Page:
As you can tell, this isnít your typical horror film at all. While the Nightmare series often blurred the lines between dreams and reality, this film goes a step further by breaking the fourth wall between director and audience, as itís essentially a film about the development of a film; however, as we eventually learn, Wes Cravenís New Nightmare actually is the film in question. Itís quite a difficult concept to wrap your head around at first, but once it clicks, you realize its brilliance. Believe me, the ride home with my dad that November night in 1994 was a very quiet one indeed, as neither my dad or myself got it. In fact, it took years and repeated viewings for me just to figure out exactly what was going on.
I didnít truly learn to appreciate what Craven was up to until I read mythologist Joseph Campbellís interview with Bill Moyers entitled Power of Myth. It turns out that Craven borrows heavily from established mythology and theory, so heís not just pulling the ideas for New Nightmare out of a hat. While Craven is very much a hit or miss director, this one is a solid hit. I know some Nightmare fans out there who donít particularly care for this one because of the plot, but I think this one is very enjoyable once you get past the fact that Freddy really never appears in the film. From a fanís perspective, it might not be as satisfying as a conventional Nightmare 7, but it works very well as a spin-off.
While many see this film as a precursor that heralds the post-modern turn that Craven would take with the Scream franchise, I think New Nightmare is actually more fully realized in this respect. While Scream always has its tongue planted firmly in cheek, New Nightmare takes itself much more seriously. Everything about the film is surreal, as the idea of an ancient demon haunting modern Hollywood is something you donít often see. Robert Englund himself is freaked out by this darker, more sinister version of Freddy thatís been haunting him, and Robert Shaye is too scared to even answer his phone.
Thereís also an excellent subtext to be found in the exploration of horror violence, as Craven turns the idea on its head in his insistence that these stories have a valid place in society. Ultimately, we can only contain the demons presented by horror films by confronting them. Such an idea is firmly rooted in the Greek theory of catharsis and is subtly presented throughout the film. Interestingly enough, Craven originally pitched the idea for this film way back in 1987 during the development of Dream Warriors. I'm personally glad it didn't happen then because part 3 as it stands is my favorite horror film of all time and because New Nightmare doesn't work unless Freddy becomes a phenomenon like he did in the late eighties, as the film plays off of that wonderfully.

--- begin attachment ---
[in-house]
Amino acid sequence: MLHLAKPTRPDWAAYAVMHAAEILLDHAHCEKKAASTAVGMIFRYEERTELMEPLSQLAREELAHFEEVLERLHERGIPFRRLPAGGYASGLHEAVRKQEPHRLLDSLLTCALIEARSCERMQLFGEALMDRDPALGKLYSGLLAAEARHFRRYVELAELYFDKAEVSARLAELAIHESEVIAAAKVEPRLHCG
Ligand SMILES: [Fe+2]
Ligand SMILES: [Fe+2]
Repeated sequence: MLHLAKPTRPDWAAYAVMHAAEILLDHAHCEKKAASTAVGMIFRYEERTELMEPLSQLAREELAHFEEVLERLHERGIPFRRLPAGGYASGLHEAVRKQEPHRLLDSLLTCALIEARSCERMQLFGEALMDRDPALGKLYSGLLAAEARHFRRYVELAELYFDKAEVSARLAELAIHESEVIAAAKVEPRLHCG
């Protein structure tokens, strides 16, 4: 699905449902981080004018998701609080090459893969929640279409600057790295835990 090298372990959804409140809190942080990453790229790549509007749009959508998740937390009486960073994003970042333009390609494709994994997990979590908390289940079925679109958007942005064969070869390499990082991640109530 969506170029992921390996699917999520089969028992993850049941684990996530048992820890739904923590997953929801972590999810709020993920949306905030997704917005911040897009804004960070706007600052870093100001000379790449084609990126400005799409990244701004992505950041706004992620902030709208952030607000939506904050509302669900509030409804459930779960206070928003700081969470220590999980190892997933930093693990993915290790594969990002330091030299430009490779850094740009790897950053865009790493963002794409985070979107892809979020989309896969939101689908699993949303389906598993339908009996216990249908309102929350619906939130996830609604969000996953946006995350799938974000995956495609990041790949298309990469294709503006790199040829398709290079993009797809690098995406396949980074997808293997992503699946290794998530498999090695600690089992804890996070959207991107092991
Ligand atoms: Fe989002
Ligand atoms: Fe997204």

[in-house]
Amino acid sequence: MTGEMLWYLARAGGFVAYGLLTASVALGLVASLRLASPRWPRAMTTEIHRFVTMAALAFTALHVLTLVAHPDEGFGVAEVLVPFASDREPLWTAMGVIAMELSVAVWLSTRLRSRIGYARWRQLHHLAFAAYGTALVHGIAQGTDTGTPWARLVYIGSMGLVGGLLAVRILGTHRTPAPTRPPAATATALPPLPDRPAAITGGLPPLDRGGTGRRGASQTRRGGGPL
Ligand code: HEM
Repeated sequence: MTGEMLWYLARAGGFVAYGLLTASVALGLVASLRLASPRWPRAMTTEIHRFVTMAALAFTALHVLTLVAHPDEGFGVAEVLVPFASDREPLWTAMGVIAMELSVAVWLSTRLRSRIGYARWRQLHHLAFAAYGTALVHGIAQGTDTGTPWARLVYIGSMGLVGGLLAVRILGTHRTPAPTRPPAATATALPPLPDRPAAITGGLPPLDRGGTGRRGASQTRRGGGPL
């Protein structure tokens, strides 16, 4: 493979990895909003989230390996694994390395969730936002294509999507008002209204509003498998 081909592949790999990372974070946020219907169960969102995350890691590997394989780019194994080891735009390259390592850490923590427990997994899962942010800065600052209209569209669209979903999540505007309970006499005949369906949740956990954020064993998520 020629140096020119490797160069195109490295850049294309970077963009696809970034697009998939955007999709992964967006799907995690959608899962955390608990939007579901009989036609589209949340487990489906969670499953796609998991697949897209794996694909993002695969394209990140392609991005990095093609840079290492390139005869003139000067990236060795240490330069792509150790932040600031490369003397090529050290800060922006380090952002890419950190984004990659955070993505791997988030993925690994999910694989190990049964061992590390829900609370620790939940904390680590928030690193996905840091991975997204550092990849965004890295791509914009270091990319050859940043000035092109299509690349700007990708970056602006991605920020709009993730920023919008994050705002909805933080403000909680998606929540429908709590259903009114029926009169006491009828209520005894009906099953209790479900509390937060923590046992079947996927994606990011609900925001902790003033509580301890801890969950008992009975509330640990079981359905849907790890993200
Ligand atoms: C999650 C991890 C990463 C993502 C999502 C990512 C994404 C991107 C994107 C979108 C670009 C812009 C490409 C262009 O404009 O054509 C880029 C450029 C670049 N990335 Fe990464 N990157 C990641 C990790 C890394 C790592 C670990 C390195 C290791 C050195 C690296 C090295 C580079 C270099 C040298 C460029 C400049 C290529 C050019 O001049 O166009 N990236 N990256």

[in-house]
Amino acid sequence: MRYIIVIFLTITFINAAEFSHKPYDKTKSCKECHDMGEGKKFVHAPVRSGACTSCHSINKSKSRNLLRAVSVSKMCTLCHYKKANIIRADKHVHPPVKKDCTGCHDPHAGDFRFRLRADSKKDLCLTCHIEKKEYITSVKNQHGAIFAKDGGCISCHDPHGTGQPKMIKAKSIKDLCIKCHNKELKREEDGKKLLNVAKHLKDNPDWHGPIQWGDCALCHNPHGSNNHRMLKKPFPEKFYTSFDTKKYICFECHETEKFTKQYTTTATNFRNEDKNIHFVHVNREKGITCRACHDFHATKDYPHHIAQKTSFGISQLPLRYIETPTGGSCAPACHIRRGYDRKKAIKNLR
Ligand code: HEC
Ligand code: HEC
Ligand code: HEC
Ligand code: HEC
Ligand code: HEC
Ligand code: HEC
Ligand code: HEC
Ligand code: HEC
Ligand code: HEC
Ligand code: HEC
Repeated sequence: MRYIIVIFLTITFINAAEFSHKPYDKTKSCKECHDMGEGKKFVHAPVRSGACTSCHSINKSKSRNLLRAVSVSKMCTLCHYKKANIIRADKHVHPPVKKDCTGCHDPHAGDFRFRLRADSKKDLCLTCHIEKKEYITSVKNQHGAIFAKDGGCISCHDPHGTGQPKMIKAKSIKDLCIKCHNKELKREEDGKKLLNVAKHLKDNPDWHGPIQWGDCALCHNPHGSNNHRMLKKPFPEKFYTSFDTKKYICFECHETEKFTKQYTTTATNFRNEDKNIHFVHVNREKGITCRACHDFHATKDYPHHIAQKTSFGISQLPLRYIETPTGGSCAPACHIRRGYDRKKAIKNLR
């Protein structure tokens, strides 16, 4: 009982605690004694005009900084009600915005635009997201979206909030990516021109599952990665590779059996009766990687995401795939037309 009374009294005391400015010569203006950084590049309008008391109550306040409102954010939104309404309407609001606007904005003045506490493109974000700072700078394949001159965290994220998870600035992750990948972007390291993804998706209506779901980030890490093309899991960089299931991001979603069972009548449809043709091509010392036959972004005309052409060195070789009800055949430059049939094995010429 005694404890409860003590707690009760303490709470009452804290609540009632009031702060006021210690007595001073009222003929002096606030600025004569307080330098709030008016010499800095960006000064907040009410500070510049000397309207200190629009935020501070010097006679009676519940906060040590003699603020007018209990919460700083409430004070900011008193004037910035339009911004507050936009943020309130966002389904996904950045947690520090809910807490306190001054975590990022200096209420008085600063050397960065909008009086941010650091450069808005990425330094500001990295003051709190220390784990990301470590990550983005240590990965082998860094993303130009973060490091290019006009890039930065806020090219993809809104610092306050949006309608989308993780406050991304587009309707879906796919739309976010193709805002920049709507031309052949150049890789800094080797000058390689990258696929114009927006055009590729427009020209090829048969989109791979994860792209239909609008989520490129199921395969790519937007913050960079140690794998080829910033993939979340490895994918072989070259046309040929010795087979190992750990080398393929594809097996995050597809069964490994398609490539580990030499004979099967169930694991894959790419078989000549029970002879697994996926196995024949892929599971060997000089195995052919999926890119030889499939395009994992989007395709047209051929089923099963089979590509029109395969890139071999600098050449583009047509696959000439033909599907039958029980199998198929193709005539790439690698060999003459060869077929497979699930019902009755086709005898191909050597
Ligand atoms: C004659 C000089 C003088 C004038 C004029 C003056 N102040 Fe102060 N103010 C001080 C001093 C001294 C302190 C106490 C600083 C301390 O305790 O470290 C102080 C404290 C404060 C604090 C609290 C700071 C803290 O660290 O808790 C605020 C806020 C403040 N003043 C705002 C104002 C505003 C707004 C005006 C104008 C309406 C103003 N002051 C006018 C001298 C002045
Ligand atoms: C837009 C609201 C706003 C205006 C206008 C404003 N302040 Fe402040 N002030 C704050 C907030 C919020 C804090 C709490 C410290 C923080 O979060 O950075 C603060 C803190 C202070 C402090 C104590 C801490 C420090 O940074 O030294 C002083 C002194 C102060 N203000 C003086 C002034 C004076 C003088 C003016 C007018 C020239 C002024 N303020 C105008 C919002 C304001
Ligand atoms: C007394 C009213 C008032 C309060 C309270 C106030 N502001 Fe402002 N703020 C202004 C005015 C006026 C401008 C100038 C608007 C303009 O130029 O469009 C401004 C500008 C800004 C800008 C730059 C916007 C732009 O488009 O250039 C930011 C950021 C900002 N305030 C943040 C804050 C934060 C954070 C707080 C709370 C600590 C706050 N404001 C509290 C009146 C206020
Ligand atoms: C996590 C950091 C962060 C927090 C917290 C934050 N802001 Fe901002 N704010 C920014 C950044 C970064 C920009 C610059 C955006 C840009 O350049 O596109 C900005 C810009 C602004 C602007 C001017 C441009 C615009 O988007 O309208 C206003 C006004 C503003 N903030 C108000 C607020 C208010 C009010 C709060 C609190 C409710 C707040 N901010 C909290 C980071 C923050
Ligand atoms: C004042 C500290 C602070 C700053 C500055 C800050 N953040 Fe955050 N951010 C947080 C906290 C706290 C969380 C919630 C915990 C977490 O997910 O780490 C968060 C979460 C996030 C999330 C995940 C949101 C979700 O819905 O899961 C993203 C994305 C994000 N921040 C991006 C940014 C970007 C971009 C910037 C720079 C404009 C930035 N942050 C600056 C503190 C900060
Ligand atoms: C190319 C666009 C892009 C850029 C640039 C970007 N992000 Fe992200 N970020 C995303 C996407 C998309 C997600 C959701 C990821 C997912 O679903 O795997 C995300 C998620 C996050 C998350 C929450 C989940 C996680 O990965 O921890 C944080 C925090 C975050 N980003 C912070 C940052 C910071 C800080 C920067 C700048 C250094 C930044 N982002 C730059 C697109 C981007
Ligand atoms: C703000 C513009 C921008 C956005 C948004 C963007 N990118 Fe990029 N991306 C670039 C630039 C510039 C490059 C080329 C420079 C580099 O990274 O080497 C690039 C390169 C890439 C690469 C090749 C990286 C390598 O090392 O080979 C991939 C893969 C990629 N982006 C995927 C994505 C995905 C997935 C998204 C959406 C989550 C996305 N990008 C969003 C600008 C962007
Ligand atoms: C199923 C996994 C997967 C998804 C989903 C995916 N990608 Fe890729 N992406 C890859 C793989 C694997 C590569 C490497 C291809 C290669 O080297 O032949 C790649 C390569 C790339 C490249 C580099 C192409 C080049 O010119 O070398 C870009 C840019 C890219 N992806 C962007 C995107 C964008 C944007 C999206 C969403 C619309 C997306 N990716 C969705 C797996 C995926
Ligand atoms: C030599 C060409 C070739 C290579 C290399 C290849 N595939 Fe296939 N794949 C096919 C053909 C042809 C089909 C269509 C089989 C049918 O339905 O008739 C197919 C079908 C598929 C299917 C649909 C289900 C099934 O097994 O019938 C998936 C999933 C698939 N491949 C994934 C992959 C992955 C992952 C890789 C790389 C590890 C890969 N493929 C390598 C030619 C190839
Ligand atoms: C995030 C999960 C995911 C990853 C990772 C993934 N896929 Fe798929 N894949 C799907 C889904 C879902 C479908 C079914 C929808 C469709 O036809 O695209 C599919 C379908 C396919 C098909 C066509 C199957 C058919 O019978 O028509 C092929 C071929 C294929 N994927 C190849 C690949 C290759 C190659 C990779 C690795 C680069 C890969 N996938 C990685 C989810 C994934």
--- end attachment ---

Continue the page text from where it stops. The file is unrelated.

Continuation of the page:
For a horror film, New Nightmare has a lot going on intellectually, and I think this might be why Iím able to accept it as one of the better films in the Nightmare series. While Iím not one to cite New Nightmare as one of the best in the series along with the original and Nightmare 3 simply because of Cravenís involvement, I have to give him credit for getting this one right. Everything about this is top notch: the direction, the music, and the acting. Youíll often run into a horror film that isnít just a great horror film, but a great film in general, and I think New Nightmare is one of these. It also has more brains than most horror films too, and this film proves that there is more to horror than gore and nudity (not that these are to be frowned upon, of course). Sometimes a horror film is entertaining because it sets out to do something different and challenges you intellectually, so if youíre in the mood for something like this, New Nightmare is for you.
You can find New Nightmare on DVD in two configurations: as part of the Nightmare box set and as a separate release. Both releases are exactly the same the disc, however. As far as the quality goes, the discs were released in 1999, so theyíre not going to be exactly reference quality. However, thatís not to say that both the picture and audio arenít rock solid. Even though a new transfer could probably improve the video, the anamorphic presentation here gets the job done. The colors are accurately saturated, the blacks are solid, and, while the picture is a tad soft, it shouldnít scare you away. This film is very dialogue heavy, so the center channel gets the most work from the 5.1 mix; however, there are some sequences that will give all the channels a workout, and the various earthquake sequences produce some nice LFE. The separate release contains a commentary and the theatrical trailer as extras, so if you want anymore, you need to pick up the box set. If you havenít already figured it out, Iím the resident Nightmare fan here at OTH, so you already know Iím going to suggest the box set anyway. However, if youíre one of those fans that only needs to pick up the flicks you really like, this disc gets the job done. Buy it!